medical errors

Every year there are approximately 400,000 medication errors involving hospitalized patients. Many are medications given at the wrong time or not at all. Of those 400,000 somewhere between seven and 9,000 [1] of those errors result in the death of a patient. RaDonda Vaught, a nurse employed at the Vanderbilt University Medical Center, caused the death of a patient with a medication error. I have been thinking about Ms. Vaught a lot lately.
As I watch the current debacle of our children preparing to return to school, I more and more feel it is time to take a moment to talk about the errors we have made. My original thoughts turned to responsibility and accountability, words that have occupied my professional life as a surgeon, words molding my thinking just as they molded my character.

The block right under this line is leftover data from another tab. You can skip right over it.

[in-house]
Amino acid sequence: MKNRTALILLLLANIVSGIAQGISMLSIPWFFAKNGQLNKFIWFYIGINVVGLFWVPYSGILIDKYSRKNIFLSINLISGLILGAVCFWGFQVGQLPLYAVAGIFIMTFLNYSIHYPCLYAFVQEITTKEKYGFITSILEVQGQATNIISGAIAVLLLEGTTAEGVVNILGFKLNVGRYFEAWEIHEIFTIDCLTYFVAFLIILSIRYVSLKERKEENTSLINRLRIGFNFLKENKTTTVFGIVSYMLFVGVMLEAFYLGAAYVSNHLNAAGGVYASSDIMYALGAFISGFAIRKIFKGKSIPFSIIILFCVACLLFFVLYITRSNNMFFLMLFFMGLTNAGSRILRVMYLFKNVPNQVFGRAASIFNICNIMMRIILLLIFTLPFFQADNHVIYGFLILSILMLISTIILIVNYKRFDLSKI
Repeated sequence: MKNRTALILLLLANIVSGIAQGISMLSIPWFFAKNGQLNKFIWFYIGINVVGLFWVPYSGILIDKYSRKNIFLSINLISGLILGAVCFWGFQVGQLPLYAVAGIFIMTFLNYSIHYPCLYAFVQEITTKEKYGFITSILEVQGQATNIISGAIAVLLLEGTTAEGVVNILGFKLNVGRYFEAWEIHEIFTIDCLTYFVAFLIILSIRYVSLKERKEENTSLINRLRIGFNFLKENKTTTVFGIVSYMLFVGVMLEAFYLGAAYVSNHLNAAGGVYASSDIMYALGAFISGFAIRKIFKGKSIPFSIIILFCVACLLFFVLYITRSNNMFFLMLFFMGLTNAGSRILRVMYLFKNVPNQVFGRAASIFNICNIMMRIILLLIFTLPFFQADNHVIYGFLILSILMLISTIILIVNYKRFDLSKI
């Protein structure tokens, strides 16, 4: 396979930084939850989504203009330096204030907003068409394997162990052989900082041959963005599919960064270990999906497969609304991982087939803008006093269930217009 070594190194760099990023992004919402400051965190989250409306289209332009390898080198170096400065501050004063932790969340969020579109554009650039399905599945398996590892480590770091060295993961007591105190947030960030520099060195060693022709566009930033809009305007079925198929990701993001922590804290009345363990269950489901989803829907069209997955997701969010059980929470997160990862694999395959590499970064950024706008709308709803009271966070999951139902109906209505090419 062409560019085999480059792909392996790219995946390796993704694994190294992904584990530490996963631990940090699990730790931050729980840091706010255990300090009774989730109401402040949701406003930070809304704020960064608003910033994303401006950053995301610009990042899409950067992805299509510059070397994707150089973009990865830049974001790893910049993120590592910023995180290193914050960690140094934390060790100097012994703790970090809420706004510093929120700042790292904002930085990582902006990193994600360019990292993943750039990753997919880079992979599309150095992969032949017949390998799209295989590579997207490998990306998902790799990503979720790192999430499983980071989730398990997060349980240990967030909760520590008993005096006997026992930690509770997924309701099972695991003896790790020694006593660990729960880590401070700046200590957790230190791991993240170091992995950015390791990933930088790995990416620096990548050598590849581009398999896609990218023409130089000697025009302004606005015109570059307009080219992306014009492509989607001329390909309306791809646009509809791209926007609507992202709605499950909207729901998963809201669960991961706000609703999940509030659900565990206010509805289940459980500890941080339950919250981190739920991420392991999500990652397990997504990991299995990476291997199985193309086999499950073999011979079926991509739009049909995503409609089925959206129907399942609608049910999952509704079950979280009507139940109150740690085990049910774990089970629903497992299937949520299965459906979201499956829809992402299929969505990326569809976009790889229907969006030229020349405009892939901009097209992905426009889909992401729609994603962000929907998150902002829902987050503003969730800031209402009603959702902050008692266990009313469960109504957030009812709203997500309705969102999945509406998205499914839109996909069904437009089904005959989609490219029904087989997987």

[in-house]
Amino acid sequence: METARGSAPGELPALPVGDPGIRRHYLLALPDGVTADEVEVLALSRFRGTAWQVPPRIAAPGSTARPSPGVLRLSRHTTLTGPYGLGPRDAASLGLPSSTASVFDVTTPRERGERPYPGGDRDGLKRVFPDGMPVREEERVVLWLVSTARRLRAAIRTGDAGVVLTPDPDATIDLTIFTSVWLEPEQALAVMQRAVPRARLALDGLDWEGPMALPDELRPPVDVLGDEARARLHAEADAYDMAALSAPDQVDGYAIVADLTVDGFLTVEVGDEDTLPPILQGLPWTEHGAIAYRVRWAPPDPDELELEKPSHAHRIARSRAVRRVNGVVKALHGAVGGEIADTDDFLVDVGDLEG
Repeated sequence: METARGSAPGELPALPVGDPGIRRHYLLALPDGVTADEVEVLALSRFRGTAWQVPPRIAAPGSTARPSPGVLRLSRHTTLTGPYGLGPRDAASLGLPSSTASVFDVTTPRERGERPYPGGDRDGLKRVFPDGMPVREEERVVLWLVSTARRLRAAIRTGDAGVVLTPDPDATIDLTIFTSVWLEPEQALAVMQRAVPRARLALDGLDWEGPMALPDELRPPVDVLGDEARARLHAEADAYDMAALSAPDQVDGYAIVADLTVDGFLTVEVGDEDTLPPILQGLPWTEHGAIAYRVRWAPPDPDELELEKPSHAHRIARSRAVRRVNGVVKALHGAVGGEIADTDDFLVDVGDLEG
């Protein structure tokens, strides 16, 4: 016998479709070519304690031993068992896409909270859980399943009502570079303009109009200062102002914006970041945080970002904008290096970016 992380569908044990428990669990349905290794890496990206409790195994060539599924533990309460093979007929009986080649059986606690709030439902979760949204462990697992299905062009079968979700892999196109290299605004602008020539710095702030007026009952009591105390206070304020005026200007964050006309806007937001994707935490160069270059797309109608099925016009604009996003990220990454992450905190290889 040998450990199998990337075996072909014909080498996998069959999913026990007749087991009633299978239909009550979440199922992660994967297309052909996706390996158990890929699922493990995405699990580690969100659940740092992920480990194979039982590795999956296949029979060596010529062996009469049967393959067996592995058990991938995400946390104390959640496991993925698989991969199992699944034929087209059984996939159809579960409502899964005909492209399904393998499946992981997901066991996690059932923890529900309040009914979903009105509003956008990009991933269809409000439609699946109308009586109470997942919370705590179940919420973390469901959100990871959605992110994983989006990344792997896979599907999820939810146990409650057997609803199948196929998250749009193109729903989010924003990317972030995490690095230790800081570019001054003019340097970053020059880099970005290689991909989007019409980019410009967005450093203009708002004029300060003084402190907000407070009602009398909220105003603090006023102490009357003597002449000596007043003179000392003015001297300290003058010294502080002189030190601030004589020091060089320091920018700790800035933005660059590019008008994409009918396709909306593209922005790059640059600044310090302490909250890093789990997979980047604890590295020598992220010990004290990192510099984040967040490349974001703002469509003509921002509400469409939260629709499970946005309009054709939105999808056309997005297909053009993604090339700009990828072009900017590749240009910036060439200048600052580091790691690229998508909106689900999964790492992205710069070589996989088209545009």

We all make mistakes, but errors by physicians can lead to significant harm to patients. Can we learn from our mistakes? A new study looks for common threads in one area: misdiagnosis.
We understand that patients may be victims of medical error. But should physicians also consider themselves victims when the medical failure results in disability and death?
Does closer supervision of doctors in training result in greater patient safety? Does the practice make for better physicians? It seems that it's all about the stress and anxiety of taking off training wheels.